The Maritime History of the Great Lakes
British Whig (Kingston, ON), Oct. 23, 1884

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p.2 Arrival Of A Yacht - The tug McArthur arrived today from Cape Vincent, having in tow the steam yacht Pastime, of N.Y. She is in charge of Mr. A.M. Kirby, superintendent of the Detroit dry dock, who purchased her for Mr. Walker, of Walkersville, near Detroit. Her dimensions are: length, 110 ft.; breadth of beam, 16 ft.; depth of hold, 8 ft. She is propelled by a double steeple compound engine, cylinder 10 inches in diameter, high pressure, and cylinder 20 inches in diameter, low pressure, and a 12 inch stroke. Her gross tonnage is 49 tons, and net 29.10. Her speed is rated at 14 miles per hour. She was built for Rev. Mr. Aspinhall and cost $40,000. She was afterwards sold to Mr. Eldridge Garry, of the same place, from whom Mr. Kirby purchased her. Her cabin furnishings alone cost $20,000. Her forward cabin is furnished in mahogany, and the after cabin in oak. Owing to the tubes of her boiler leaking steam was unable to be got up in her. She left New York on August 1st, and has been on her way hither since then. To bring her thus far cost, for tow bills, $800, and for engine repairs $200. The McArthur takes her to Port Dalhousie.



The sailor's wages were raised at this port today to $2 per day.

The schr. A. Foster cleared today for Cobourg, laden with stone.

The barge Quebec is unloading ninety cords of wood at Breck & Booth's dock.

The wrecked schooner King Sisters was running twelve miles an hour when she struck the reef.

The sloop Minnie unloaded 1,000 bushels of barley and wheat at Richardson's dock yesterday.

The yacht Annie Laurie, owned by Col. Hance, Cape Vincent, came here to have her wheel changed.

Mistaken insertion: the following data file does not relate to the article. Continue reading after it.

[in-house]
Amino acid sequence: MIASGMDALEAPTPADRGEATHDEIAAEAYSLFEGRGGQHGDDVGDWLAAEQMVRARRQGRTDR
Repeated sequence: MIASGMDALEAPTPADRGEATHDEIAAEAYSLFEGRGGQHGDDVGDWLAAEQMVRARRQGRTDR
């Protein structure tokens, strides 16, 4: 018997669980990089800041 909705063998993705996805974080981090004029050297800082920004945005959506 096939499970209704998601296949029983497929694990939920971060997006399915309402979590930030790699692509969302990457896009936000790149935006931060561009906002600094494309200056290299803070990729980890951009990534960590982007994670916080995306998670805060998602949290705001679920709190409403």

Capt. Reynolds will assume permanent command of the steamer Armstrong in place of Capt. Plumb, deceased.

The schr. Sylvester Neelon, now lying at Garden Island, has been chartered by Breck & Booth to carry iron ore from Weller's Bay at 85 cents per ton, free in and out.

Capt. Gaskin says he is being continually annoyed by mischievious boys, who visit his barges, break the cabin windows, and do other damage. He intends to have them brought to justice.

Calvin & Son's 13th raft, which left Garden Island on Tuesday evening at 10 p.m., arrived in Quebec this morning, thus making the whole distance in less than 6 1/2 days, the fastest time on record.

The tug Thompson arrived today with six barges and the schr. Maggie McRae of Ogdensburg, light. The tug left this afternoon with six barges and 12,000 bush. grain for Edwardsburg and Montreal.

The steamer Corinthian has not yet reached here. The severe weather has probably prevented the steamer Hastings from doing her work. Capt. Farrier, inspector of the company's steamers, is at the scene of the accident. She is valued at $75,000. If the tug succeeds in pulling her off she will be brought to Kingston for repairs.

The schr. Myosotis has, after remaining in this port for six weeks, been chartered to carry coal from Oswego to Racine at $1.50 per ton. Capt. Gaskin, who has allowed the Myosotis to remain at the M.T. Co.'s dock free of charge, although regretting the departure of the vessel and her skipper, a man whom to know is to like, congratulates him on his success.

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Oct. 23, 1884
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Rick Neilson
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Public domain: Copyright has expired according to the applicable Canadian or American laws. No restrictions on use.
Maritime History of the Great Lakes
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British Whig (Kingston, ON), Oct. 23, 1884